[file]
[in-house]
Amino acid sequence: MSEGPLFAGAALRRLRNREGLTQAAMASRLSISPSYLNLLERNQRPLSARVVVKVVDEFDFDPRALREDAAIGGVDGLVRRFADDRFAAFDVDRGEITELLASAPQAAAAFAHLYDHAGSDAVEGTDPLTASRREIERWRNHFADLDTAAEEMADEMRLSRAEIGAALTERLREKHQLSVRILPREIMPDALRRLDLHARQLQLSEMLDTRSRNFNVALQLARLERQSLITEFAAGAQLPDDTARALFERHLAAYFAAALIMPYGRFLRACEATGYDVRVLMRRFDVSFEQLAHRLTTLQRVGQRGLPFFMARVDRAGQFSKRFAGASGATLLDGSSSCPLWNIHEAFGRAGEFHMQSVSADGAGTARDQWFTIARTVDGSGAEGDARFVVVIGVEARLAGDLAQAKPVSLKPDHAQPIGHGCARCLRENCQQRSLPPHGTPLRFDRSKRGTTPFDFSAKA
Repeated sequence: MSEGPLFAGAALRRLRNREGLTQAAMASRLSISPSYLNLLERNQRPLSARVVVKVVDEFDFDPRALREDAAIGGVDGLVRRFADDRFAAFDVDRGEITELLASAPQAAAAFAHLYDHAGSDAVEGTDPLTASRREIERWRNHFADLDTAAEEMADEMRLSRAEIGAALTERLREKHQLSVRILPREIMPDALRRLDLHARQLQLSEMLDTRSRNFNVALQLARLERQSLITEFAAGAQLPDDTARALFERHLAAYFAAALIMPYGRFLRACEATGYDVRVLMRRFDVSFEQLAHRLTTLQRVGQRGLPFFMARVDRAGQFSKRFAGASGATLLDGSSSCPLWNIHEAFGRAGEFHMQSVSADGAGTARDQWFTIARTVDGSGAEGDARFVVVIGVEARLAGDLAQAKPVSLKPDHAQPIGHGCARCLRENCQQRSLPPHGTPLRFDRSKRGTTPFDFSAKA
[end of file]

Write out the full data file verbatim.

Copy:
[in-house]
Amino acid sequence: MSEGPLFAGAALRRLRNREGLTQAAMASRLSISPSYLNLLERNQRPLSARVVVKVVDEFDFDPRALREDAAIGGVDGLVRRFADDRFAAFDVDRGEITELLASAPQAAAAFAHLYDHAGSDAVEGTDPLTASRREIERWRNHFADLDTAAEEMADEMRLSRAEIGAALTERLREKHQLSVRILPREIMPDALRRLDLHARQLQLSEMLDTRSRNFNVALQLARLERQSLITEFAAGAQLPDDTARALFERHLAAYFAAALIMPYGRFLRACEATGYDVRVLMRRFDVSFEQLAHRLTTLQRVGQRGLPFFMARVDRAGQFSKRFAGASGATLLDGSSSCPLWNIHEAFGRAGEFHMQSVSADGAGTARDQWFTIARTVDGSGAEGDARFVVVIGVEARLAGDLAQAKPVSLKPDHAQPIGHGCARCLRENCQQRSLPPHGTPLRFDRSKRGTTPFDFSAKA
Repeated sequence: MSEGPLFAGAALRRLRNREGLTQAAMASRLSISPSYLNLLERNQRPLSARVVVKVVDEFDFDPRALREDAAIGGVDGLVRRFADDRFAAFDVDRGEITELLASAPQAAAAFAHLYDHAGSDAVEGTDPLTASRREIERWRNHFADLDTAAEEMADEMRLSRAEIGAALTERLREKHQLSVRILPREIMPDALRRLDLHARQLQLSEMLDTRSRNFNVALQLARLERQSLITEFAAGAQLPDDTARALFERHLAAYFAAALIMPYGRFLRACEATGYDVRVLMRRFDVSFEQLAHRLTTLQRVGQRGLPFFMARVDRAGQFSKRFAGASGATLLDGSSSCPLWNIHEAFGRAGEFHMQSVSADGAGTARDQWFTIARTVDGSGAEGDARFVVVIGVEARLAGDLAQAKPVSLKPDHAQPIGHGCARCLRENCQQRSLPPHGTPLRFDRSKRGTTPFDFSAKA